References are made to relatively current topics such as the great recession and its ongoing and potent relevance to the future of the economies of the U.S. and the world in general. Events of this magnitude and scope will certainly remain relevant for some time to come even as they transition from a current event to an important historic lesson (think, 'The Great Depression'). Likewise, investigations into the inner goings on of present-day socialist economies will likely be of interest as they continue their unprecedented morphication (?) into Lord knows what. I could be wrong (often am, ask the wife), but the authors of this text leave me with the impression that they will be responsible stewards of their OER text. The phrase, 'labor of love' springs to mind. I see ongoing updates in this book's future. I am rating the text as a 4 rather than 5 only because, as economists are painfully aware, the future is a shimmering, unfocused phenomenon.
Let's face it, when preparing for a relaxed evening in front of a warm, crackling fire, hot Belgian cocoa in hand, and trusty canine underfoot, few would pull a love-worn economics text off the carved mahogany bookshelf (I'm painting a picture here) as an appealing choice for the evening's read. It is a sad reality that no viable college economics text (including this one) will ever be described on course evaluations with words such as, 'lilting prose' or 'Like the vampires in 'Twilight' this economics text made marginal cost curves spring to life; flying off the pages and into my heart...' However, Libby Rittenberg & Timothy Tregarthen truly do do (good thing my 13-year-old boy isn't in the room) a marvelous job of keeping the (captive) reader's interest and attention. From the references to Heraclitis in the preface to the effect of cancelled games on pro-basketball players' earnings in a later chapter, the reading is peppered with references and examples designed to clarify potentially (and actually) complex social, political, economic, and mathematical concepts. They rank, 'well above the norm' among econ texts. Once again, I'm choosing a rank of 4 rather than 5. I do this for two reasons: 1) I am a bitter old man who grades way to hard (I've been told), and 2) I'm saving the ultimate-highest-rank of 5 for when they finally make a digital text that plugs directly into the higher learning centers of our students' cortices (directly bi-passing the sizable portions of their brains dedicated to Netflix and pizza).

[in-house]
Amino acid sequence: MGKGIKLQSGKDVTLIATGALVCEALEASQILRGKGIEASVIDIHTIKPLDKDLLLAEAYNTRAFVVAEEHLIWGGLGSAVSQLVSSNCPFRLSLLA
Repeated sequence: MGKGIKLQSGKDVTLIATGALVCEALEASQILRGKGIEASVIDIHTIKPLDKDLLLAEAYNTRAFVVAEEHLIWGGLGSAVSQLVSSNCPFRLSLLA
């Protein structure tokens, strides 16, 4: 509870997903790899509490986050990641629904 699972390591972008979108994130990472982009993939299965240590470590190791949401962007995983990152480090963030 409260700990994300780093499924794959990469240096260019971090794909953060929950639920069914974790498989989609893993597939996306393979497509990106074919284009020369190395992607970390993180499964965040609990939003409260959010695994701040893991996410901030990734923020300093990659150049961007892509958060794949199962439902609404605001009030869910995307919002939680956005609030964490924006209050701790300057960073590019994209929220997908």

As I sheepishly admitted somewhere above, I didn't read everysingleword of the text. However of the very many pages I did read, terminology was always consistent. I didn't find one instance where students would have been confused by the same terms being used different ways. The framework of the text was logical and consistent with the majority of economics texts available today, both OER and elsewhere. Just to be clear, that is a good thing. I'm generally unimpressed with authors that strive to distinguish their text by presenting material in an avant-garde or experimental way.